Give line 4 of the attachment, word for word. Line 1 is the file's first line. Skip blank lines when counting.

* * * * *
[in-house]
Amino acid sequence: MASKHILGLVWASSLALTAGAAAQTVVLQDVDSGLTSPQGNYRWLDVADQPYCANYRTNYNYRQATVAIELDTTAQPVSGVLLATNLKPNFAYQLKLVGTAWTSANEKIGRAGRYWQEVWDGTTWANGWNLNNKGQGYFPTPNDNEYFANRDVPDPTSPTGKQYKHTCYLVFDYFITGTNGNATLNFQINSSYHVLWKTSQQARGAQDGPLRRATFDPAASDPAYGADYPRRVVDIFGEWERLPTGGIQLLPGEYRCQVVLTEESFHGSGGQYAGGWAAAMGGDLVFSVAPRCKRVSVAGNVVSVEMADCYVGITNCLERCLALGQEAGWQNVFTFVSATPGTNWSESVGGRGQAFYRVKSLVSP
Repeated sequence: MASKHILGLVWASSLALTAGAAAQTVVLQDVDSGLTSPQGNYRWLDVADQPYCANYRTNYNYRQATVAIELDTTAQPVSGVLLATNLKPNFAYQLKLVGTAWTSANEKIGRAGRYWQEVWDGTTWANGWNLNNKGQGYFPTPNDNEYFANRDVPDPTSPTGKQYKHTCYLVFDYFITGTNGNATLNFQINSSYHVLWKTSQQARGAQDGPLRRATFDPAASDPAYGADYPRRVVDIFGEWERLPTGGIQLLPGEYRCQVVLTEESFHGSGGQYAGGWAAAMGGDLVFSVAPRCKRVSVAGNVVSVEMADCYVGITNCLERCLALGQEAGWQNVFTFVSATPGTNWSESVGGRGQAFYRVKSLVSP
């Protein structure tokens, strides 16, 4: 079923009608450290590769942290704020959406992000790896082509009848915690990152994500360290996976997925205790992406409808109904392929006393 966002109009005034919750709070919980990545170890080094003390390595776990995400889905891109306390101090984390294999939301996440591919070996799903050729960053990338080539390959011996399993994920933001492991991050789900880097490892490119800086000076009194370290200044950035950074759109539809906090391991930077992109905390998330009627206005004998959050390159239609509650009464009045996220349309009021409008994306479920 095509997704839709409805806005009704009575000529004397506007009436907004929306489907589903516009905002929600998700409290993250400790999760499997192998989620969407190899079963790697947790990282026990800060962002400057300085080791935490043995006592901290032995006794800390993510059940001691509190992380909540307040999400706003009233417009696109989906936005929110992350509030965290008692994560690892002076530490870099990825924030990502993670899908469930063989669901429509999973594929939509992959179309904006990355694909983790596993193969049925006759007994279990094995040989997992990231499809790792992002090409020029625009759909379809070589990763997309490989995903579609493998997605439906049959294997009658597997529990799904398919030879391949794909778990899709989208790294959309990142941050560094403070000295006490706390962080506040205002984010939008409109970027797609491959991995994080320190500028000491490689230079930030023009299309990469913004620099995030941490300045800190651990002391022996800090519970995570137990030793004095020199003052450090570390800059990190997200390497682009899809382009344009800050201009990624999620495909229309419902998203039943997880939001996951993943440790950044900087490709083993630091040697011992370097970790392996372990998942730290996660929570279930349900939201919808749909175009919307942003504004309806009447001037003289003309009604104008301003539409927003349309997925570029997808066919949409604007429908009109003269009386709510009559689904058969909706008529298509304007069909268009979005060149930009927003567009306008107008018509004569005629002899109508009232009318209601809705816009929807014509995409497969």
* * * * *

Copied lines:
């Protein structure tokens, strides 16, 4: 079923009608450290590769942290704020959406992000790896082509009848915690990152994500360290996976997925205790992406409808109904392929006393 966002109009005034919750709070919980990545170890080094003390390595776990995400889905891109306390101090984390294999939301996440591919070996799903050729960053990338080539390959011996399993994920933001492991991050789900880097490892490119800086000076009194370290200044950035950074759109539809906090391991930077992109905390998330009627206005004998959050390159239609509650009464009045996220349309009021409008994306479920 095509997704839709409805806005009704009575000529004397506007009436907004929306489907589903516009905002929600998700409290993250400790999760499997192998989620969407190899079963790697947790990282026990800060962002400057300085080791935490043995006592901290032995006794800390993510059940001691509190992380909540307040999400706003009233417009696109989906936005929110992350509030965290008692994560690892002076530490870099990825924030990502993670899908469930063989669901429509999973594929939509992959179309904006990355694909983790596993193969049925006759007994279990094995040989997992990231499809790792992002090409020029625009759909379809070589990763997309490989995903579609493998997605439906049959294997009658597997529990799904398919030879391949794909778990899709989208790294959309990142941050560094403070000295006490706390962080506040205002984010939008409109970027797609491959991995994080320190500028000491490689230079930030023009299309990469913004620099995030941490300045800190651990002391022996800090519970995570137990030793004095020199003052450090570390800059990190997200390497682009899809382009344009800050201009990624999620495909229309419902998203039943997880939001996951993943440790950044900087490709083993630091040697011992370097970790392996372990998942730290996660929570279930349900939201919808749909175009919307942003504004309806009447001037003289003309009604104008301003539409927003349309997925570029997808066919949409604007429908009109003269009386709510009559689904058969909706008529298509304007069909268009979005060149930009927003567009306008107008018509004569005629002899109508009232009318209601809705816009929807014509995409497969």